East Enders react to Supreme Court health care decision

AP/DAVID GOLDMAN PHOTO | The Supreme Court is reflected in the sunglasses of Susan Clark, of Washington, as she demonstrates against President Barack Obama's health care law while awaiting the court's ruling, Thursday, June 28, 2012, in Washington.

Health care officials and insurance providers from across the region and the state offered mixed views on Thursday’s historic Supreme Court decision that largely upholds President Obama’s health care legislation, including a controversial “individual mandate” that requires most Americans to own health insurance or pay a penalty.

The U.S. Supreme Court ruled 5-4 that the individual mandate was constitutional under Congress’ ability to collect taxes, according to a majority opinion written by Chief Justice John Roberts.

The penalty, Justice Roberts wrote, should be considered a tax levied by Congress and thus, constitutional.

Peconic Bay Medical Center president and CEO Andrew Mitchell said that decreasing the number of uninsured people would help to solve many health issues facing the country, though he noted he hadn’t yet read the full 93-page decision.

The U.S. lags behind other developed nations in heath indicators like infant mortality rate and chronic illness rates, he said.

“People who do not have health care insurance or do not have access to health care insurance do not get access to preventative care,” he said. “One would think that if we can expand access to insurance to the population, we should be able to improve our country’s health status.”

Peconic Bay currently spends between $8 million to $10 million on care for people without health insurance, he said. If less people need to take advantage of those services, Mr. Mitchell added, the hospital will invest those funds into more preventative care and better technology.

He also said that the people most affected by this legislation are not just the poor, but also middle class citizens.

“It’s not soley the poor person [who will be affected],” Mr. Mitchell said. “More and more of middle income America has lost health care insurance because either companies have cut back on it or they’ve increased the required co-pays. The divorced woman with two kids whose employer now doesn’t provide health care insurance now doesn’t have access to health care insurance.”

The Suburban Hospital Alliance of New York State, an advocacy group representing 51 hospitals across Long Island and the Hudson Valley, also praised the decision in a statement issued Thursday.

“The Supreme Court’s reported decision to uphold the mandate on individuals to purchase health insurance is a victory for the millions of Americans who currently do not have access to health insurance or cannot afford it,” said the group’s president and CEO, Kevin Dahill. “The ruling preserves the legislation’s delicate balance between the needs for a robust and competitive insurance market, financial stability for health care providers, and affordable coverage for consumers.”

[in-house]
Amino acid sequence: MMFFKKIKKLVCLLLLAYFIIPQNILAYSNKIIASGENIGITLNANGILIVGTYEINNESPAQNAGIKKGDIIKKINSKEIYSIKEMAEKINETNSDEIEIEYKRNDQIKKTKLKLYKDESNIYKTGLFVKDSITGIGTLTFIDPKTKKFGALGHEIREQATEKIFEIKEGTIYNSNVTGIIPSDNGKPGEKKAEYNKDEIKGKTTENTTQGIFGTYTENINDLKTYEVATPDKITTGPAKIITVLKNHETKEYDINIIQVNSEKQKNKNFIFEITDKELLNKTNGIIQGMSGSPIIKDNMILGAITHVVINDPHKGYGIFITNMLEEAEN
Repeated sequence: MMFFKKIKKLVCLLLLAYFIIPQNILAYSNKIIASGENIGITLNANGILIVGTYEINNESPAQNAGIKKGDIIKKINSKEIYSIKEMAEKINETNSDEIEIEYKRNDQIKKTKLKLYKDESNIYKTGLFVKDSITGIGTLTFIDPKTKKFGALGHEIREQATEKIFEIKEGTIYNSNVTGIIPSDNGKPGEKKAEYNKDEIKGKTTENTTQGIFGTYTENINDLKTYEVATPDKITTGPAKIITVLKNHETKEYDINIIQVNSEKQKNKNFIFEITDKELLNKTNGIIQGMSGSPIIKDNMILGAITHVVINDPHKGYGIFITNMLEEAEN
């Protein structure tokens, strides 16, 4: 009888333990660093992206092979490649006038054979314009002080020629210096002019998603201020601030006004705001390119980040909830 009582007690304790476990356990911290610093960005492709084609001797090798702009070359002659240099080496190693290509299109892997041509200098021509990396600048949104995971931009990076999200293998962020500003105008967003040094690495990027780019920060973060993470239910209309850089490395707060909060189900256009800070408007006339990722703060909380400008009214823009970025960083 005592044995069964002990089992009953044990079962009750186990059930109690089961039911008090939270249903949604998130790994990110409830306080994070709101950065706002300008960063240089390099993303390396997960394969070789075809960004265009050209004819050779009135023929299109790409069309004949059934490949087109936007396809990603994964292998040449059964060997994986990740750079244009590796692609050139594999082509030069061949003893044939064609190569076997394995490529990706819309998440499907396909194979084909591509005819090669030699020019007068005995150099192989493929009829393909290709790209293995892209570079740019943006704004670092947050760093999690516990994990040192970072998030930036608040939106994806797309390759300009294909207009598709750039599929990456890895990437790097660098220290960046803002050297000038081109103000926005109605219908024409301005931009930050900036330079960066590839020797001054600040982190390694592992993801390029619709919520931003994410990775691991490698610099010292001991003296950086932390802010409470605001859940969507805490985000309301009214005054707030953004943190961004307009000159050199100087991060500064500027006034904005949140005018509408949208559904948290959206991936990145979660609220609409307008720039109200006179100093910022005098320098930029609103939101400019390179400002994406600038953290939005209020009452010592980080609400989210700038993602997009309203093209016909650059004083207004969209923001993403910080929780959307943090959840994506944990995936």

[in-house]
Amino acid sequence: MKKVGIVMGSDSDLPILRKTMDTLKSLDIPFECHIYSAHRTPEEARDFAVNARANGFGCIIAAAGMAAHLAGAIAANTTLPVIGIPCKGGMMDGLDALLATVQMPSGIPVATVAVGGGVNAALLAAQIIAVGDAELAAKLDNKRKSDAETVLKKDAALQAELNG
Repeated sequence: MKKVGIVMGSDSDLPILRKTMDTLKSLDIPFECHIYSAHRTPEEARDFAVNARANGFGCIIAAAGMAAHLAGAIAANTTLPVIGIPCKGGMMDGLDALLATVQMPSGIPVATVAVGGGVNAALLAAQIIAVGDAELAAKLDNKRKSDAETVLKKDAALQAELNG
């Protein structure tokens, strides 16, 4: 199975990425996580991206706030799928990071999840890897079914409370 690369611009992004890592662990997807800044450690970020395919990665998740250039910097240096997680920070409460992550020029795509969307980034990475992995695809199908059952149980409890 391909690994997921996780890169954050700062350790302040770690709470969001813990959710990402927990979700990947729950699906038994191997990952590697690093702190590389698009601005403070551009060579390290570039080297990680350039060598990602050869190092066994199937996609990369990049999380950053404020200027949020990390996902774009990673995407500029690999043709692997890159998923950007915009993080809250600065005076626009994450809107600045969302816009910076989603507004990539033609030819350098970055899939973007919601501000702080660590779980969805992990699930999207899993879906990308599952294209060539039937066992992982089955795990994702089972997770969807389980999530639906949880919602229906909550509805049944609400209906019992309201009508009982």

On the flip side, one local agent interviewed said a completely different approach on health care is what’s needed to make it affordable to all Americans.

“I do not see how forcing people to buy insurance will bring the costs down,” said Karl Washwick of the Riverhead-based Washwick Agency. “Health insurance rates are purely going to follow health insurance costs.”

Mr. Washwick said he agreed with the court’s decision, but added that he took issue with the legislation itself.

Primary-care doctors, hospitals, and insurance agencies don’t make much of a profit after factoring in health care costs, he said, adding that he is unclear how the current health care reform will be paid.

“It’s an admirable to give us ‘your poor and your sick,’ but who pays for it?” Mr. Washwick asked.

“It’s a horror,” Robert Brady of the Shelter Island Brady Agency said about this morning’s decision.

Mr. Brady sells health insurance and isn’t certain whether the decision will have any immediate impact on his business. But he worries that it could open the door for the government to dictate all kinds of actions that would affect insurance agencies.

“It might be good for poor people,” he said about the decision. “But I don’t want to have pay their premiums.”

Barbara Clark, who represents Amaden Gay Agencies on Shelter Island, is thrilled by the Supreme Court decision, but not because it will have any impact on her business. She only handles property and casualty insurance, she said.

But on a personal level, it means that her grandson will continue to be able to be covered by his parents’ policy for a couple more years, she said. A provision of the legislation provides that parents can continue to cover their children up to age 26.

“I didn’t want to see anyone messing around with anything,” Ms. Clark said.

Two local health care employees at a Mattituck family practitioner, who both wished to remain anonymous, were also divided on the decision.

One employee said she was excited by the Supreme Court’s decision to uphold the law, but the other said she thinks those who are forced to choose between expensive health care and the fine, will opt for the fine.

“If you are not income eligible for government health insurance, what happens [to you]?” she asked. “I have nothing against Obamacare but they just haven’t given the answer.”

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